Guess what? I spotted the OzHarvest Team at The University of Adelaide today! While on campus to do some paperwork, I came across the people of the team that I have been wanting to meet for a long time. If you are not aware of food wastage, you may want to ask who/what is OzHarvest? Right, but it’s okay. I wasn’t aware of them until 8 months ago when I saw Callum Hann was cooking for them. That’s the positive side becoming a celebrity chef, isn’t it? However, when I looked up in depth content of OZHarvest, I was surprised with the amount of efforts these people put into our community. OzHarvest is a charity organisation aiming to rescue excess food that would otherwise be discarded/wasted. This excess is then donated/distributed in the form of cooked meals to charities to help vulnerable in Sydney, Brisbane, Adelaide and New Castle. Established in 2004 nationally and operated since January 2011 in Adelaide, the SA team is distributing 30000 meals per month to many SA charities. Of course, this stat would not be reached without the help from volunteers and donations from various markets and organisations, such as The Central Market and Adelaide Farmers Market.
People may want to ask that, and that’s quite normal if you do, is food wastage a big deal? Yes, it is! It is now one of the top issues across the world. Every year, there has been around 40% of the total world food production which is wasted and discarded. Isn’t this serious?! What’s even more serious is the world hunger and the clear classification of social classes. This isn’t so obvious here in Australia but in China and other developing countries, this problem is more serious than ever. Anyway, they have their own problems to worry at the moment and let’s go back to the topic. Feeding the 5000.
Feeding the 5000 was a program run by OzHarvest and was held in Sydney, Brisbane and Adelaide from 12pm to 2pm today (29/07/13). As the official Australian partner of the United Nation Environmental Programme, Think, Eat, Save – Reduce Your Footprint campaign, the program provides free healthy and delicious soup made from rescued food produces to 5000 Australians at the same time and the target for Adelaide was 500. The event was held at North Tce campus of Adelaide Uni, which donated 5786 Kg of wasted food in their first year’s involvement with OzHarvest. Around 12pm, I walked from UniSA to Adelaide Uni and saw this big crowd of people lining up to get a taste of their free lunch. How great!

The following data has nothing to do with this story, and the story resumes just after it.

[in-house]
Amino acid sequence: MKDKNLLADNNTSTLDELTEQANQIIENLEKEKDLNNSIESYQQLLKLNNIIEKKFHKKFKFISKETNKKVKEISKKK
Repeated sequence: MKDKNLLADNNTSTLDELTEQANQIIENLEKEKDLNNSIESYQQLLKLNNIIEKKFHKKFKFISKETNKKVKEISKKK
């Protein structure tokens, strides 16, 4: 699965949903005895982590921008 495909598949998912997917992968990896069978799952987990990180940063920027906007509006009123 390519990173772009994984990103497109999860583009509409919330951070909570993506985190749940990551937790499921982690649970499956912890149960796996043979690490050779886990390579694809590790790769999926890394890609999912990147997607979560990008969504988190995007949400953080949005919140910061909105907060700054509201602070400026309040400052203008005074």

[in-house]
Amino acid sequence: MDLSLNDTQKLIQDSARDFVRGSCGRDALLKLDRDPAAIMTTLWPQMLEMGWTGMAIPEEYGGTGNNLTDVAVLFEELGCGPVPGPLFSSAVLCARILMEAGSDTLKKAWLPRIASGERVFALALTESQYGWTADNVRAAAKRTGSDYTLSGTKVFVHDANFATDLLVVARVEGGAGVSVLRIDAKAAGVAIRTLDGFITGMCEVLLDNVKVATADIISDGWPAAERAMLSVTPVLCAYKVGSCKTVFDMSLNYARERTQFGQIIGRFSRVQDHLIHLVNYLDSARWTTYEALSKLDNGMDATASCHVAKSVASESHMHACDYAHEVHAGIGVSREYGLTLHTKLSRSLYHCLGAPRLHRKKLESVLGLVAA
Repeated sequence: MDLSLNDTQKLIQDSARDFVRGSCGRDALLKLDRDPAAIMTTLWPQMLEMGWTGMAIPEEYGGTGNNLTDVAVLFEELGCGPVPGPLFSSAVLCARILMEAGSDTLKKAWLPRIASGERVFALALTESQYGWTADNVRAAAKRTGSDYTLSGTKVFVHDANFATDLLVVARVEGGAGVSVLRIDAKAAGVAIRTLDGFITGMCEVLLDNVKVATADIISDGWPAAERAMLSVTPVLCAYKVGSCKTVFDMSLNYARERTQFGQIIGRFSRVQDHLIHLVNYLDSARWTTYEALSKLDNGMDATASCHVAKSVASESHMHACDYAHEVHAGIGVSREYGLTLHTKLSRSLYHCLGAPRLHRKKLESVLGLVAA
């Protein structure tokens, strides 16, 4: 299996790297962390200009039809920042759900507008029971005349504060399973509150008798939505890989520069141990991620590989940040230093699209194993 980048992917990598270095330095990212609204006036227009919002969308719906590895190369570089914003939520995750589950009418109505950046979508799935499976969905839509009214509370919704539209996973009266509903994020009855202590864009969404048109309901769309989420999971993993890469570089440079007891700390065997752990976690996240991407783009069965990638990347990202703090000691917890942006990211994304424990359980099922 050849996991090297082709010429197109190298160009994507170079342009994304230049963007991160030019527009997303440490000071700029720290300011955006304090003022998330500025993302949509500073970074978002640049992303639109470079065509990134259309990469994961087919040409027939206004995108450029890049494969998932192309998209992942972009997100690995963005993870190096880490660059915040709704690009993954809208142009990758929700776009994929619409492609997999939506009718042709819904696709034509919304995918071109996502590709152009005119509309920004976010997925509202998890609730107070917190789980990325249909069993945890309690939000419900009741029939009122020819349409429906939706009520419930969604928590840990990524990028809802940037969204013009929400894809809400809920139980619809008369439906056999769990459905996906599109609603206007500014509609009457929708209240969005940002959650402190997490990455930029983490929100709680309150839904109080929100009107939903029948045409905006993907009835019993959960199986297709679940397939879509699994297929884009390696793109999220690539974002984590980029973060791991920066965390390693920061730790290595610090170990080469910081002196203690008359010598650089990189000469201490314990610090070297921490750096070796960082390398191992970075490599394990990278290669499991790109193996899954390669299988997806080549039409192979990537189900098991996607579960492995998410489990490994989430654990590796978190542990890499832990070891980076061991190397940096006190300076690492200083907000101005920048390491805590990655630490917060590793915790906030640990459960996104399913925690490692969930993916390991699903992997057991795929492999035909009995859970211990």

During this event, I met my fellow blogger, Joanne, from What’s on the List, a passionate home cook trying to inspire people with her creations and a volunteer to cook for OzHarvest through Yelp. We exchanged our ideas towards many different issues in the “food” topic as well as issues of wordpress blogs. I also came across Hayley, who I just followed on Twitter last night! How wonderful is that and I love to meet people offline too. 😀 From our short 10mins conversation, I can definitely see her passion in rescuing food and in helping the community and charities.
Unfortunately, I had too much for lunch before heading there and did not have enough space to taste the yummy looking soup but I am sure it tasted great as many students enjoyed them. I even heard students talking about the event and the pumpkin soup in the afternoon when I was down River Torrens to meet someone. Wow, what good influences this fantastic team has brought to Adelaide!
As many of my readers know, I do care about food wastage in the world as well but on a different perspective. The OzHarvest focuses on saving waste food that will otherwise become landfills but I am more into the actual wastage during food production. Cheap cuts, offals, plants, leaves and even seafood that the Western world does not normally eat. As I’ve discussed in my previous posts, these food items can all be converted to delicious dishes if they are cooked the correct way. Otherwise, we can easily distribute these food items either to charities or to third world countries at reasonable prices to help reducing world hunger rather than dumping them or making pet food. Having said that I remembered a case in the UK where mitten crab has really become a problem because they destroy the domestic freshwater system and eat local species. We don’t have these crabs in Australia at the moment thanks to our strict quarantine requirements. Anyway, the UK government spend so much money to kill these crabs. What the UK people do not know is that these trouble making crabs are priced at AUD$30-40 each at least in China. People spend a huge fortune to savour one of these little creatures. So, here is the solution, pack these crabs up and export to China. In this way, both world benefit and the price of these crabs will be down in China while the problem in the UK will be solved and at the end of the day, no edible food is wasted at all because a problem is turned into benefits.
Oh, well, I shouldn’t spend so much time talking about something not so relative to the topic of this post. You must be tired now after reading a such long story, but before turning away and closing the browser, make sure to check out the fabulous works that OzHarvest people have done and to support our proud South Australian/Australian community to fight against food waste!
The next post will be a easy but so delicious recipe and a product review on mussels. – Steamed Mussel Provincal using SA produced Kinkawooka mussels. Stay tuned!